Zephaniah 3

Jerusalem is Corrupt

1The filthy,
The present translation assumes מֹרְאָה (morah) is derived from רֹאִי (roi,“excrement”; see Jastrow 1436 s.v. רֳאִי). The following participle, “stained,” supports this interpretation (cf. NEB “filthy and foul”; NRSV “soiled, defiled”). Another option is to derive the form from מָרָה (marah, “to rebel”); in this case the term should be translated “rebellious” (cf. NASB, NIV “rebellious and defiled”). This idea is supported by v. 2. For discussion of the two options, see HALOT 630 s.v. I מרא and J. J. M. Roberts, Nahum, Habakkuk, and Zephaniah (OTL), 206.
stained city is as good as dead;
the city filled with oppressors is finished!
Heb “Woe, soiled and stained one, oppressive city.” The verb “is finished” is supplied in the second line. On the Hebrew word הוֹי (hoy, “ah, woe”), see the note on the word “dead” in 2:5.
The following verses show that Jerusalem, personified as a woman (“she”), is the referent.

2 She is disobedient;
Heb “she does not hear a voice” Refusing to listen is equated with disobedience.

she refuses correction.
Heb “she does not receive correction.” The Hebrew phrase, when negated, refers elsewhere to rejecting verbal advice (Jer 17:23; 32:33; 35:13) and refusing to learn from experience (Jer 2:30; 5:3).

She does not trust the Lord;
she does not seek the advice of
Heb “draw near to.” The present translation assumes that the expression “draw near to” refers to seeking God’s will (see 1 Sam 14:36).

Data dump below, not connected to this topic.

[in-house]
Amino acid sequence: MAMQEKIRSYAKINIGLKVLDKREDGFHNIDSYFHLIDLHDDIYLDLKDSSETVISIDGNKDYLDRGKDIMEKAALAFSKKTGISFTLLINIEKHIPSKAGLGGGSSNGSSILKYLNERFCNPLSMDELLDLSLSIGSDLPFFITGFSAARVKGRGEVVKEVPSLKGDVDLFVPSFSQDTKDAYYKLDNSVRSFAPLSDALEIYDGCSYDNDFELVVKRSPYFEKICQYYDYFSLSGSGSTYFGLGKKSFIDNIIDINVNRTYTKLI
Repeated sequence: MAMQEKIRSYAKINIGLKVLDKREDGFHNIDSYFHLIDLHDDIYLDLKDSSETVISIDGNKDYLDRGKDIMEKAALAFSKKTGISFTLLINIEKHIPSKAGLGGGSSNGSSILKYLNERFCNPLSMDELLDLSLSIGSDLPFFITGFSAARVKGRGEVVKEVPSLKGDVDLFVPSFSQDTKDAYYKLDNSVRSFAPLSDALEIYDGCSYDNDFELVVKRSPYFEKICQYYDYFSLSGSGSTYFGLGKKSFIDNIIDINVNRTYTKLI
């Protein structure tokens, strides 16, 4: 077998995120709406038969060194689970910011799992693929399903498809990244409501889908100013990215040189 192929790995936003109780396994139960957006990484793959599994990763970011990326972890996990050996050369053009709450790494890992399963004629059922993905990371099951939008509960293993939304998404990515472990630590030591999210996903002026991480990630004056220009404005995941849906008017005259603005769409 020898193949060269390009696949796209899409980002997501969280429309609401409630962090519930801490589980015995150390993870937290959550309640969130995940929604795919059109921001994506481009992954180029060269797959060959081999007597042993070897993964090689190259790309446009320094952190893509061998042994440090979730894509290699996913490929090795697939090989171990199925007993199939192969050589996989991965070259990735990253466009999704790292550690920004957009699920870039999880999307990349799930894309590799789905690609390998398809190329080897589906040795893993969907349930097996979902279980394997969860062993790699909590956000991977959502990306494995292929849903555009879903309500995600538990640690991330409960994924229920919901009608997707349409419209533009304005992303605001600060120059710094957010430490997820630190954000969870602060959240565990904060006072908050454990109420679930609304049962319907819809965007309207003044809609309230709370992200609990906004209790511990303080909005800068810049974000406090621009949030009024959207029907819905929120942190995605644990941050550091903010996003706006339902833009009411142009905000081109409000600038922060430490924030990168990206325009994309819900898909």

her God.
3 Her princes
Or “officials.”
are as fierce as roaring lions;
Heb “her princes in her midst are roaring lions.” The metaphor has been translated as a simile (“as fierce as”) for clarity.

her rulers
Traditionally “judges.”
are as hungry as wolves in the desert,
Heb “her judges [are] wolves of the evening,” that is, wolves that prowl at night. The translation assumes an emendation to עֲרָבָה (’aravah, “desert”). For a discussion of this and other options, see Adele Berlin, Zephaniah (AB 25A), 128. The metaphor has been translated as a simile (“as hungry as”) for clarity.

who completely devour their prey by morning.
Heb “they do not gnaw [a bone] at morning.” The precise meaning of the line is unclear. The statement may mean these wolves devour their prey so completely that not even a bone is left to gnaw by the time morning arrives. For a discussion of this and other options, see Adele Berlin, Zephaniah (AB 25A), 129.

4 Her prophets are proud;
Applied to prophets, the word פֹּחֲזִים (pokhazim, “proud”) probably refers to their audacity in passing off their own words as genuine prophecies from the Lord (see Jer 23:32).

they are deceitful men.
Her priests defile what is holy;
Or “defile the temple.”
These priests defile what is holy by not observing the proper distinctions between what is ritually clean and unclean (see Ezek 22:26).

they break God’s laws.
Heb “they treat violently [the] law.”

5 The just Lord resides
The word “resides” is supplied for clarification.